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What is the law?

Binding, on-point law (about)

The Nebraska public records law provides access to records "except if federal copyright law otherwise provides." Neb. Rev. Stat. § 84-712. This does not in itself address whether the state itself is authorized to hold copyrights since third-party copyrighted material is a common issue with public records laws, but strongly suggests the possibility.

Advisory sources (about)

The Nebraska Attorney General notes that while the right to inspect public records has existed in Nebraska law since 1866, "[p]rior to 2000, the Public Records Statutes did not expressly provide that citizens and interested persons had a right to obtain copies of public records." The 2000 amendment, allowed for copying for the first time and further explicitly excluded copyrighted material suggesting that the legislature was aware of the issue and intended to provide for it in the statute.

The Nebraska Constitution provides that "[t]he copyright of the state reports shall forever remain the property of the state." Neb. Const. art. V, § 8. This is notable for being the only state constitution which explicitly declares a public document to be copyrighted by the state, as well as for being unconstitutional under Supreme Court precedent. [1]

Public records law (about)

The Nebraska public records law has been in effect since 1866 and can be found at Neb. Rev. Stat. § 84-712.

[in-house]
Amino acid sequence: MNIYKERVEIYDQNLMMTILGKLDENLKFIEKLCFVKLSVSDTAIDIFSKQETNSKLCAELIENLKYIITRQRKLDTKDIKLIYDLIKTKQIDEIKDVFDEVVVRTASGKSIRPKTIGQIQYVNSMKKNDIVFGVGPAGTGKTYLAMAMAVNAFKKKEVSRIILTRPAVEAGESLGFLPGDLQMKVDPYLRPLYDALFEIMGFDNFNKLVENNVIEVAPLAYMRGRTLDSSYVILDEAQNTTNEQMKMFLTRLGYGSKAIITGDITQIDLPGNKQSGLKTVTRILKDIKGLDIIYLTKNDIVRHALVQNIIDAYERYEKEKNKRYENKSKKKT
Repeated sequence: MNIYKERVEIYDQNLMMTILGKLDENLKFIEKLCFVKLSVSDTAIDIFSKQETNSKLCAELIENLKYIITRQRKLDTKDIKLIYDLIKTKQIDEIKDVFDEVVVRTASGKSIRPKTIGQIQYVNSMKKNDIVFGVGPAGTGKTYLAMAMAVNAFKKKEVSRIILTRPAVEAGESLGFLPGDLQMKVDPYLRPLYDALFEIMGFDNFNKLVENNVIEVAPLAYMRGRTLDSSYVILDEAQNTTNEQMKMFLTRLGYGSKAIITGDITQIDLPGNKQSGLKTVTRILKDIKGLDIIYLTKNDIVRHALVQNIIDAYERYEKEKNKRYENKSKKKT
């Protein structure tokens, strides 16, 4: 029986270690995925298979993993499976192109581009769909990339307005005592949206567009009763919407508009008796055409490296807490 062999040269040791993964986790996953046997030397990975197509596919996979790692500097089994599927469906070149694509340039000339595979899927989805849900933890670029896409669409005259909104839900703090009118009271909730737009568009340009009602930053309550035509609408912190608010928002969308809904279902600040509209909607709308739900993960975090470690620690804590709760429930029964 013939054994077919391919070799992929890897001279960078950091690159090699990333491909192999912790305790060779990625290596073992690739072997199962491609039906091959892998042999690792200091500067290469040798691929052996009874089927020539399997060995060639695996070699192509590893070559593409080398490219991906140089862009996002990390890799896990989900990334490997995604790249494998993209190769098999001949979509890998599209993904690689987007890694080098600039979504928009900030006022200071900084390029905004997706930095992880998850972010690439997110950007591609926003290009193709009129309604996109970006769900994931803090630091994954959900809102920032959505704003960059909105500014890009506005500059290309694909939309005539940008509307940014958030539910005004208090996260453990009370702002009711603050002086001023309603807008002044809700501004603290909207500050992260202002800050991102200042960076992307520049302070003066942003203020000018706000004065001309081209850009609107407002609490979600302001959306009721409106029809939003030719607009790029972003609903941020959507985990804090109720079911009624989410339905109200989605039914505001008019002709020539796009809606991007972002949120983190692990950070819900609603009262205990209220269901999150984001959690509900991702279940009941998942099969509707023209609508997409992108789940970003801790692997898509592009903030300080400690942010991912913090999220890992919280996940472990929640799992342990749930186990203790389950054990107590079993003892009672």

Does the public records law restrict the use of disclosed records?

Generally speaking, the Nebraska public records law does not require a requestor to state the purpose for which they are requesting records. Commercial use is an exception to this, however: Neb. Rev. Stat. § 84-712.05(3) exempts from disclosure "proprietary or commercial information which if released would give advantage to business competitors and serve no public purpose," allowing the state to consider whether requests for certain information serve a "public purpose" when making records request decisions. See Op. Att'y Gen. No. 92068 (May 7, 1992); Op. Att'y Gen. No. 97033 (June 8, 1997).

Specifics and examples (about)

Status Applies to... Based on?
Copyrightable by statute "supplements and reissued volumes" of Nebraska statutes Neb. Rev. Stat. § 49-707
Copyrightable by statute Nebraska court reports Neb. Const. art. V, § 8, Neb. Rev. Stat. § 24-212
Copyright asserted by commission Materials on the Nebraska Game and Parks Commission website

Additional things to consider (about)

Nebraska limits public records requests to "citizens of this state and all other persons interested in the examination of the public records." Neb. Rev. Stat. § 84-712. In practice, the inclusion of "all other persons interested in the examination of the public records" in the statutory language probably indicates that public records requests are not limited to Nebraska citizens. Bolstering that argument, Neb. Rev. Stat. § 84-712.03 provides remedies to "any person" whose request is denied. Nonetheless, the law is primarily focused on providing access to Nebraska citizens. See Neb. Rev. Stat. § 84-712.01(2) (fiscal records are provided "in order that the citizens of this state shall have the full right to know of and have full access to information on the public finances." (emphasis added)). Citizen-only public records laws have been previously upheld by the Supreme Court in McBurney v. Young, 133 S. Ct. 1709, 185 L. Ed. 2d 758 (U.S. 2013).

Under Nebraska law, "[a]ll records made or received by or under the authority of or coming into the custody, control, or possession of state or local agencies in the course of their public duties are the property of the state or local agency concerned" and unauthorized destruction or removal are penalized. Neb. Rev. Stat. § 84-1213.

Where else to go




Administrative Rules

Attorney General Opinions